My favorite tea. My preferred appliance for meal prep. My hipster glasses. My favorite female empowerment book. My skincare essential. My go-to “healthy” snack. My “treat yourself” pick (seriously, these are such a good value if you pay attention to your skin).

Last week, I went to an amazing event in the city called a Jeffersonian Dinner that was exclusively dedicated to a discussion on side hustles. Essentially, it was a bunch of people around a table, talking about their passion projects, side-businesses, and non-work gigs, regardless of how much they earn doing it. Here are some of the people I met at the event, and their amazing side hustles:

I met Katie, the blogger behind 24 Carrot Life, a food and lifestyle blog dedicated to living simply and sustainably. She’s a veteran blogger (compared to me at least; she’s been blogging since 2013), giving me a lot of great tips on how to make my site better.

I also met Alex, the women behind Women of Culture. WOC is a really cool project in that it brings women together in small groups to talk about arts and culture, which I think the world always needs more of. It’s social networking and art appreciation, all in one!

The creator of Earth is an Island Designs makes awesome slogan tshirts that focus on social progressiveness. His shirts are super comfy and make a statement. What more could you want?

My takeaway is that everyone seems to have a side hustle nowadays, and I LOVE IT. We can have our 9-5, but everyone should have a creative outlet for their passions. Plus, it’s possible to make money off of nearly anything, so why not try?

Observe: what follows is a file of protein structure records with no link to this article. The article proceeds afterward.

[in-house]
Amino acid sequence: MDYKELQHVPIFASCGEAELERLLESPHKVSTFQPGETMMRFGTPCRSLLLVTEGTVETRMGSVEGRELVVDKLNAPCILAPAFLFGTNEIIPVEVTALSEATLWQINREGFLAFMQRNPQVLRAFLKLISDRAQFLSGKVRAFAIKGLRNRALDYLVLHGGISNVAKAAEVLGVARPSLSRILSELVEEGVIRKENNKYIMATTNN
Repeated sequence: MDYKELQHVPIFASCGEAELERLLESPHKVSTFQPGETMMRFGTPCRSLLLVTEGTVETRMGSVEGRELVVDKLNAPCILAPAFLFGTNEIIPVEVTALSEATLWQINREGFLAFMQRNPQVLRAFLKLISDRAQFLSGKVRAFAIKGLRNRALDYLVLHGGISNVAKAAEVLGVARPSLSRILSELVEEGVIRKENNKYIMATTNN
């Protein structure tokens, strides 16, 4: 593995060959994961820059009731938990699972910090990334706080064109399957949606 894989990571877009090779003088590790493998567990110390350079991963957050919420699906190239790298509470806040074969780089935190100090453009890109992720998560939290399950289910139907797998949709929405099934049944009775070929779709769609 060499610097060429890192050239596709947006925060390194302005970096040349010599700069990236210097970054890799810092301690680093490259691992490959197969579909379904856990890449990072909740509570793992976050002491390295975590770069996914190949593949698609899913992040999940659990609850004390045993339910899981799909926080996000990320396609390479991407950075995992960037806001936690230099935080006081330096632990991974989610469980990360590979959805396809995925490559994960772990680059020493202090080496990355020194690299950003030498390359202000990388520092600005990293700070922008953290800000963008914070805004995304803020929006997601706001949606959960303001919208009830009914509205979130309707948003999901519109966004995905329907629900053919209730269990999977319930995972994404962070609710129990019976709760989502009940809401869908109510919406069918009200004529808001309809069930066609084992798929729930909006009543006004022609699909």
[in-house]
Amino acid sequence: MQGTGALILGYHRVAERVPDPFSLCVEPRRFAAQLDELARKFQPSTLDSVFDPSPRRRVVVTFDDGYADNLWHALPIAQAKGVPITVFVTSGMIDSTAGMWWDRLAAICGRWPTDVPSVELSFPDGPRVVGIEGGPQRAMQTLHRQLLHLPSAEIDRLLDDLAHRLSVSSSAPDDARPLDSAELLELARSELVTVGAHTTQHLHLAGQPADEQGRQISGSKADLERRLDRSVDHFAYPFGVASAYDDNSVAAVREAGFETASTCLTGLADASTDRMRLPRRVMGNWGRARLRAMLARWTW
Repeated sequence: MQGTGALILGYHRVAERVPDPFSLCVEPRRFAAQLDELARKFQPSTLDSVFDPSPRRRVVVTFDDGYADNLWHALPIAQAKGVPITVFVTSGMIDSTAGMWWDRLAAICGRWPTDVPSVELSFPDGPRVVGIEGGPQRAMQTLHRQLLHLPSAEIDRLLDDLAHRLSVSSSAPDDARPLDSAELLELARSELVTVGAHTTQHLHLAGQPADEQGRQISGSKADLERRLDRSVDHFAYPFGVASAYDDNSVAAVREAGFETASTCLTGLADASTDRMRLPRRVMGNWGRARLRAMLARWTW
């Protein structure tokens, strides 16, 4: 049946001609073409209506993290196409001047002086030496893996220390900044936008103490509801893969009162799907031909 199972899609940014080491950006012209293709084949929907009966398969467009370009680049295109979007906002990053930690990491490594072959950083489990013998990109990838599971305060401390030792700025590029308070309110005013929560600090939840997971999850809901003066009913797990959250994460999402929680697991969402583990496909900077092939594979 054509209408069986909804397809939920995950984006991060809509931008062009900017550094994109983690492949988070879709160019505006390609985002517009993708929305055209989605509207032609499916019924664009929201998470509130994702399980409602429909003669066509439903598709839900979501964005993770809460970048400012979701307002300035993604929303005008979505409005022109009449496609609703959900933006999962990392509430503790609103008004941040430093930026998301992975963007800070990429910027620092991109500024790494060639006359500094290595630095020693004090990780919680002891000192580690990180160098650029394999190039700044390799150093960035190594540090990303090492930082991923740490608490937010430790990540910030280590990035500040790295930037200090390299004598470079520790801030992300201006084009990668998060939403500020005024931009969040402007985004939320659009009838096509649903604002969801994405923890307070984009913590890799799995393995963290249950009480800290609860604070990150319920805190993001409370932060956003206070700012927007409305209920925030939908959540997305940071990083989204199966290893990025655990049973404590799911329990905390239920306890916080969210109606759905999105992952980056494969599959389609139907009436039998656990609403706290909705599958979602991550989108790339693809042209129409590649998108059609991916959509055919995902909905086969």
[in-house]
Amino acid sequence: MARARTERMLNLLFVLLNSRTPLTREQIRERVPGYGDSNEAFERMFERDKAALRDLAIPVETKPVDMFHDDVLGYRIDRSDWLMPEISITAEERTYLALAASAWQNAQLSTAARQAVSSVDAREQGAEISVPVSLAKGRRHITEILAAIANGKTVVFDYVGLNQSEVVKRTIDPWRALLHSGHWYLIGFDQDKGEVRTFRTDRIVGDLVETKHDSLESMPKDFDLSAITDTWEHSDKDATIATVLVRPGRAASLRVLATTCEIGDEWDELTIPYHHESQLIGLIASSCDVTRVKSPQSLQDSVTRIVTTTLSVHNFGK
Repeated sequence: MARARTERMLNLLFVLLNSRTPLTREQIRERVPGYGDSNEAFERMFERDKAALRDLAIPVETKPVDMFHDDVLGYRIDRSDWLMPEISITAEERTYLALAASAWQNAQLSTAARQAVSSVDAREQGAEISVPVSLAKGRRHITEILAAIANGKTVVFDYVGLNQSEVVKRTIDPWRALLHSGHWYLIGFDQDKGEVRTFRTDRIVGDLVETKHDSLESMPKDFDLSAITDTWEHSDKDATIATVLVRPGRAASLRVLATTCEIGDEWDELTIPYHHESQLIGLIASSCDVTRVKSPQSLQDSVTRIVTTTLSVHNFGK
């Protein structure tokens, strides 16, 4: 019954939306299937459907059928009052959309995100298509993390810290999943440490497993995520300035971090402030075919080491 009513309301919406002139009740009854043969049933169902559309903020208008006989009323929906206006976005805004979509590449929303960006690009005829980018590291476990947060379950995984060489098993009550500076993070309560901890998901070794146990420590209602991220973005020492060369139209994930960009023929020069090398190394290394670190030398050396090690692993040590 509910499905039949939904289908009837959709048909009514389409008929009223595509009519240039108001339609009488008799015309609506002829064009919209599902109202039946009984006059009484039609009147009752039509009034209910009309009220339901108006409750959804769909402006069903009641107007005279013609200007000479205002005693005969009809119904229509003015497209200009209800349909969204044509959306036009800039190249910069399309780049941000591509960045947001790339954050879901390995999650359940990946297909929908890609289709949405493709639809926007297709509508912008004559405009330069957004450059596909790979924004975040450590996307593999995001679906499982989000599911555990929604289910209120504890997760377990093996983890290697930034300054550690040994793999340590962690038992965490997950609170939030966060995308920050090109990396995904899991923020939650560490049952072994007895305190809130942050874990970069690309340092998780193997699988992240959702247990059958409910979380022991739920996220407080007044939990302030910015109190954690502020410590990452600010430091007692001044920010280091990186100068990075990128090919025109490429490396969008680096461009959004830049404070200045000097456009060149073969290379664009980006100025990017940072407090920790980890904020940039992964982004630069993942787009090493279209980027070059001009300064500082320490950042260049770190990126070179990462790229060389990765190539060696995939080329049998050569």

5 thoughts on “In pursuit of the side hustle

  1. I like your thoughts on the side hustle. I used to tutor for $40 / hour and I would get about 10-15 hours a month. It just wasn’t enough, my free time was more valuable.

    I do support the side hustle if you want to build it into a business. My fiancée runs an e-commerce store. It’s been a difficult journey, but she has a few thousand followers now and about 12 products. She just released 5 new ones and she’s on track to make about $3,500 this month. She would love to quit her job and just run her company, but lack of healthcare and a solid “regular” job are too difficult to deal with at this point.

    On a side note, I would definitely pay $10 for a 45 minute wedding dance practice session.

    Liked by 1 person

    1. It’s so important to diversify income streams! Good on your fiancée, $3,500 a month is a lot, but when you’re self-employed, that number needs to be so much higher to account for additional taxes & insurance.
      Haha I’ve long since learned to charge much more for a dance lesson.

      Liked by 1 person

  2. Great post! I feel like almost anyone has skills they could utilize for a side hustle. For me it would be teaching yoga or blogging. But then the question becomes, do you want to monetize your passion and risk sucking all the life out of it? That dinner you went to sounds awesome btw!


    1. Thanks! The dinner was awesome; it’s so nice to sit down in a room with like-minded people and be able to discuss things we’re passionate about. I think it’s totally valid to worry about monetizing your passion, but I think there’s definitely a right way to approach it. For me right now, monetizing is an afterthought. If I can make money from blogging, great! But if I don’t that’s okay, too. 🙂

      Liked by 1 person

      1. I agree! I’m taking the same approach with my blog. I blog for fun and as an outlet so I don’t need to make money from it to feel like it’s a worthwhile use of my time. Maybe one day though!

        Liked by 1 person